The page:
Lexus is the luxury car division of Japanese automaker Toyota. The foundations for the Lexus brand were laid in 1983 at a secret meeting of Toyota executives. At the meeting, Toyota’s then chairman Eiji Toyoda posed the question: ‘‘Can we create a luxury vehicle to challenge the world’s best?’’ Following the meeting, Toyota started a top-secret project, codenamed F1, which eventually led to the development of the Lexus LS 400. The LS 400 was revealed to the public in January 1989 at the Detroit Auto Show and debuted in the United States in September 1989. The LS 400 was widely praised in the automotive press for its silence, build quality, engine performance, high quality, and fuel economy. Lexus soon introduced other models including the RX 400h, the world’s first hybrid luxury SUV. By 2007, Lexus’s annual sales in the United States had risen to 329,177 units. For seven years in a row, Lexus has been the number one selling luxury brand in the world’s largest automotive market.
In Europe, however, Lexus is struggling. Vehicle sales in 2007 were only 54,000 units in the region, less than one fifth of Lexus’s U.S. sales volume. While Lexus fared well in the United Kingdom, sales in Germany, the home turf of BMW and Mercedes, have been dismal. One reason for the marque’s poor reception in Europe could have been the design. According to Karl Schlicht, the brand’s vice-president for Europe: ‘‘To Europeans, it looked very American—boxy and not enough style, not enough design, not enough features.’’ Lexus also offered only one diesel model, in spite of Europeans’ liking for diesel cars. In 2007, Lexus changed the look of its cars in the hope of spurring sales. To differentiate from other luxury carmakers, Lexus decided to offer hybrid alternatives of several of its cars. It also announced plans to revamp its dealership network. Lexus is targeting 65,000 sales in Europe by 2010, still far below U.S. sales.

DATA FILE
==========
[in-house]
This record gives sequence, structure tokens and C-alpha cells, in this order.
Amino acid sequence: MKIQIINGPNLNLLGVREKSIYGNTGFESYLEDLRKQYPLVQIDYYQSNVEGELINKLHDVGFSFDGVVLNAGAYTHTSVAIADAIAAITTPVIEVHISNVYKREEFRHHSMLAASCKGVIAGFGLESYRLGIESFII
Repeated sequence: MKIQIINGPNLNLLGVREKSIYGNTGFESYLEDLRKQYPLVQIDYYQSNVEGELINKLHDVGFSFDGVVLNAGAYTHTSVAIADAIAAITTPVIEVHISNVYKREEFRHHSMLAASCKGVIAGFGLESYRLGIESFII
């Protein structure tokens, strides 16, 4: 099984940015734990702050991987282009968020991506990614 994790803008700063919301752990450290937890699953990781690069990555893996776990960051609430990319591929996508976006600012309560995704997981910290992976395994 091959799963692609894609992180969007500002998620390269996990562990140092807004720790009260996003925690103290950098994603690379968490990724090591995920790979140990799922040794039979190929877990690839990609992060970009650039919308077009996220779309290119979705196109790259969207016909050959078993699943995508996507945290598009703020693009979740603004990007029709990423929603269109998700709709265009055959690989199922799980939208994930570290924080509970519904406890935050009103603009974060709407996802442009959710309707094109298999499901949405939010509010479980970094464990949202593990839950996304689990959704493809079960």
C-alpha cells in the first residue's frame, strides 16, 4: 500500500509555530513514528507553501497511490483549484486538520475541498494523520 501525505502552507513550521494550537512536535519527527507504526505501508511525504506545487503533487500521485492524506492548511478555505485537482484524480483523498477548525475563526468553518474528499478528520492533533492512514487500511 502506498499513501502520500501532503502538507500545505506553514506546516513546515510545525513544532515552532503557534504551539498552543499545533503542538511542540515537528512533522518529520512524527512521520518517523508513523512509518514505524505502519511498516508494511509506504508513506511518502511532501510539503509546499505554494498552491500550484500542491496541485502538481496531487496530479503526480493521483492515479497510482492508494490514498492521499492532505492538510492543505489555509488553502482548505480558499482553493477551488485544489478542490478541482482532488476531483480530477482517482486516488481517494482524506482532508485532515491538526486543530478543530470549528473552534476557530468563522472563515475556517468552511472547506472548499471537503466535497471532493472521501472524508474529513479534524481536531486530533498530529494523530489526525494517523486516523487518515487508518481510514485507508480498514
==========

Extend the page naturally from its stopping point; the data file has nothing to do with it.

However, a new competitor is on the horizon: Infiniti. Infiniti, Nissan’s luxury brand, prepared a Europe-wide launch for 2008. The launch pad is Russia—a ‘‘comparatively easy market’’—where its cars were already available through greymarket imports. Nissan aims to sign up about fifteen business partners for dealerships and will replicate its U.S. retail environment, which it likens to a modern design hotel. Initially, it will only launch models with petrol engines. A diesel option will be added by 2010. An Infiniti spokesman noted, ‘‘The European market is the toughest in the world. We’re going for a different angle: performance and fun to drive.’’

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1. Why did Lexus fail miserably in Europe?

2. Is there still hope for Lexus to recover in Europe? Are the changes announced for 2007 enough or is more drastic action needed?

3. Will Nissan’s Infiniti luxury brand be more successful? Why or why not?

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